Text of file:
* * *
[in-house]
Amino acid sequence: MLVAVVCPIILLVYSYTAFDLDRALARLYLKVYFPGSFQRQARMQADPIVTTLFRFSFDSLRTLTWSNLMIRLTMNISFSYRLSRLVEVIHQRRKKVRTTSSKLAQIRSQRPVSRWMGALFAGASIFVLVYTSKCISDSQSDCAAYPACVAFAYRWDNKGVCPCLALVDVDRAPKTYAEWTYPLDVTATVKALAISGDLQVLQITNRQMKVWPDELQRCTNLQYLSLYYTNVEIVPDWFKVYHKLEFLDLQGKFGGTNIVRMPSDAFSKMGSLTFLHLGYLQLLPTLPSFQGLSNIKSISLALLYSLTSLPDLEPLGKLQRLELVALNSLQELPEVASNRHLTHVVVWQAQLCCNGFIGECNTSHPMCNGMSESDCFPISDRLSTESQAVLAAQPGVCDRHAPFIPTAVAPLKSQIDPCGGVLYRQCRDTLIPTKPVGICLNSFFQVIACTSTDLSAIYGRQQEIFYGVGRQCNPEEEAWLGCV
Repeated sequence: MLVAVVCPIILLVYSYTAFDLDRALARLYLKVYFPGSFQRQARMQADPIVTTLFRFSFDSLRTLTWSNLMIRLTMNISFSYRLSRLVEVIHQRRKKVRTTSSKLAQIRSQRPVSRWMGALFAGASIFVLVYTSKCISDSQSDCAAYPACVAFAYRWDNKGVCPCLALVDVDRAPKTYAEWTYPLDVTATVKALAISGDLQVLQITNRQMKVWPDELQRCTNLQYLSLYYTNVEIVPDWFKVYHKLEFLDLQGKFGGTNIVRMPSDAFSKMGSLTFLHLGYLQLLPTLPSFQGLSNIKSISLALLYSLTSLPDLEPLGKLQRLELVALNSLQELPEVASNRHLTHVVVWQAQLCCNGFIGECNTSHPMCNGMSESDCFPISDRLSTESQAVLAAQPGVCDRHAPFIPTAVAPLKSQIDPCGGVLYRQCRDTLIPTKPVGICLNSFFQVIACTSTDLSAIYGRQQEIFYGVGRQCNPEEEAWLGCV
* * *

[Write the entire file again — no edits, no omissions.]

[in-house]
Amino acid sequence: MLVAVVCPIILLVYSYTAFDLDRALARLYLKVYFPGSFQRQARMQADPIVTTLFRFSFDSLRTLTWSNLMIRLTMNISFSYRLSRLVEVIHQRRKKVRTTSSKLAQIRSQRPVSRWMGALFAGASIFVLVYTSKCISDSQSDCAAYPACVAFAYRWDNKGVCPCLALVDVDRAPKTYAEWTYPLDVTATVKALAISGDLQVLQITNRQMKVWPDELQRCTNLQYLSLYYTNVEIVPDWFKVYHKLEFLDLQGKFGGTNIVRMPSDAFSKMGSLTFLHLGYLQLLPTLPSFQGLSNIKSISLALLYSLTSLPDLEPLGKLQRLELVALNSLQELPEVASNRHLTHVVVWQAQLCCNGFIGECNTSHPMCNGMSESDCFPISDRLSTESQAVLAAQPGVCDRHAPFIPTAVAPLKSQIDPCGGVLYRQCRDTLIPTKPVGICLNSFFQVIACTSTDLSAIYGRQQEIFYGVGRQCNPEEEAWLGCV
Repeated sequence: MLVAVVCPIILLVYSYTAFDLDRALARLYLKVYFPGSFQRQARMQADPIVTTLFRFSFDSLRTLTWSNLMIRLTMNISFSYRLSRLVEVIHQRRKKVRTTSSKLAQIRSQRPVSRWMGALFAGASIFVLVYTSKCISDSQSDCAAYPACVAFAYRWDNKGVCPCLALVDVDRAPKTYAEWTYPLDVTATVKALAISGDLQVLQITNRQMKVWPDELQRCTNLQYLSLYYTNVEIVPDWFKVYHKLEFLDLQGKFGGTNIVRMPSDAFSKMGSLTFLHLGYLQLLPTLPSFQGLSNIKSISLALLYSLTSLPDLEPLGKLQRLELVALNSLQELPEVASNRHLTHVVVWQAQLCCNGFIGECNTSHPMCNGMSESDCFPISDRLSTESQAVLAAQPGVCDRHAPFIPTAVAPLKSQIDPCGGVLYRQCRDTLIPTKPVGICLNSFFQVIACTSTDLSAIYGRQQEIFYGVGRQCNPEEEAWLGCV